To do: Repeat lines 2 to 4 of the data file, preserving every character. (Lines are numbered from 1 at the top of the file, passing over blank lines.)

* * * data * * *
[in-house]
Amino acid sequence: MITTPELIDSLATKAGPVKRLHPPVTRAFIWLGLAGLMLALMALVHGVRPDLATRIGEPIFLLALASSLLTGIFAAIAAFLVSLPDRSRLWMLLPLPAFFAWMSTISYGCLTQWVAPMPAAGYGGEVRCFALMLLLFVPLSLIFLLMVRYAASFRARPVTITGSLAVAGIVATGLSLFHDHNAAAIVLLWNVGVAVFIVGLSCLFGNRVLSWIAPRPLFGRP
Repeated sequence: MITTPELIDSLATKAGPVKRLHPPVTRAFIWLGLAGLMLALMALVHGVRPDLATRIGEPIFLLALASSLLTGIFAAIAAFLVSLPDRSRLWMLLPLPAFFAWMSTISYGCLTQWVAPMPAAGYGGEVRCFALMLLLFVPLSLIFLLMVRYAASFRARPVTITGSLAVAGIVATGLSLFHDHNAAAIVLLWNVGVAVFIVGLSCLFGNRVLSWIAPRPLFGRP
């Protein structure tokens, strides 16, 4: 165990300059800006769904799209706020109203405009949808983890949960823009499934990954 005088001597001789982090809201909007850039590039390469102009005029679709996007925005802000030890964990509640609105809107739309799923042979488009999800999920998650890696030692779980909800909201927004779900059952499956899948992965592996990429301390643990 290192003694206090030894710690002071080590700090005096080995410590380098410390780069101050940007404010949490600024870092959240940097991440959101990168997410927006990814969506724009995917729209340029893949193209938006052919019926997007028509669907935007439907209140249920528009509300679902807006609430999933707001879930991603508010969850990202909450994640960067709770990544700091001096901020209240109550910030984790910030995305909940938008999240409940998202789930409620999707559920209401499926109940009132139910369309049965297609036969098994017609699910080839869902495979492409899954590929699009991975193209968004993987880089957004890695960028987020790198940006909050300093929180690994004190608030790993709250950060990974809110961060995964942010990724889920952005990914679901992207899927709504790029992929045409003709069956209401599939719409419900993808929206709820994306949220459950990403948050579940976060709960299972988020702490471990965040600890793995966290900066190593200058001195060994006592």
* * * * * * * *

Amino acid sequence: MITTPELIDSLATKAGPVKRLHPPVTRAFIWLGLAGLMLALMALVHGVRPDLATRIGEPIFLLALASSLLTGIFAAIAAFLVSLPDRSRLWMLLPLPAFFAWMSTISYGCLTQWVAPMPAAGYGGEVRCFALMLLLFVPLSLIFLLMVRYAASFRARPVTITGSLAVAGIVATGLSLFHDHNAAAIVLLWNVGVAVFIVGLSCLFGNRVLSWIAPRPLFGRP
Repeated sequence: MITTPELIDSLATKAGPVKRLHPPVTRAFIWLGLAGLMLALMALVHGVRPDLATRIGEPIFLLALASSLLTGIFAAIAAFLVSLPDRSRLWMLLPLPAFFAWMSTISYGCLTQWVAPMPAAGYGGEVRCFALMLLLFVPLSLIFLLMVRYAASFRARPVTITGSLAVAGIVATGLSLFHDHNAAAIVLLWNVGVAVFIVGLSCLFGNRVLSWIAPRPLFGRP
């Protein structure tokens, strides 16, 4: 165990300059800006769904799209706020109203405009949808983890949960823009499934990954 005088001597001789982090809201909007850039590039390469102009005029679709996007925005802000030890964990509640609105809107739309799923042979488009999800999920998650890696030692779980909800909201927004779900059952499956899948992965592996990429301390643990 290192003694206090030894710690002071080590700090005096080995410590380098410390780069101050940007404010949490600024870092959240940097991440959101990168997410927006990814969506724009995917729209340029893949193209938006052919019926997007028509669907935007439907209140249920528009509300679902807006609430999933707001879930991603508010969850990202909450994640960067709770990544700091001096901020209240109550910030984790910030995305909940938008999240409940998202789930409620999707559920209401499926109940009132139910369309049965297609036969098994017609699910080839869902495979492409899954590929699009991975193209968004993987880089957004890695960028987020790198940006909050300093929180690994004190608030790993709250950060990974809110961060995964942010990724889920952005990914679901992207899927709504790029992929045409003709069956209401599939719409419900993808929206709820994306949220459950990403948050579940976060709960299972988020702490471990965040600890793995966290900066190593200058001195060994006592």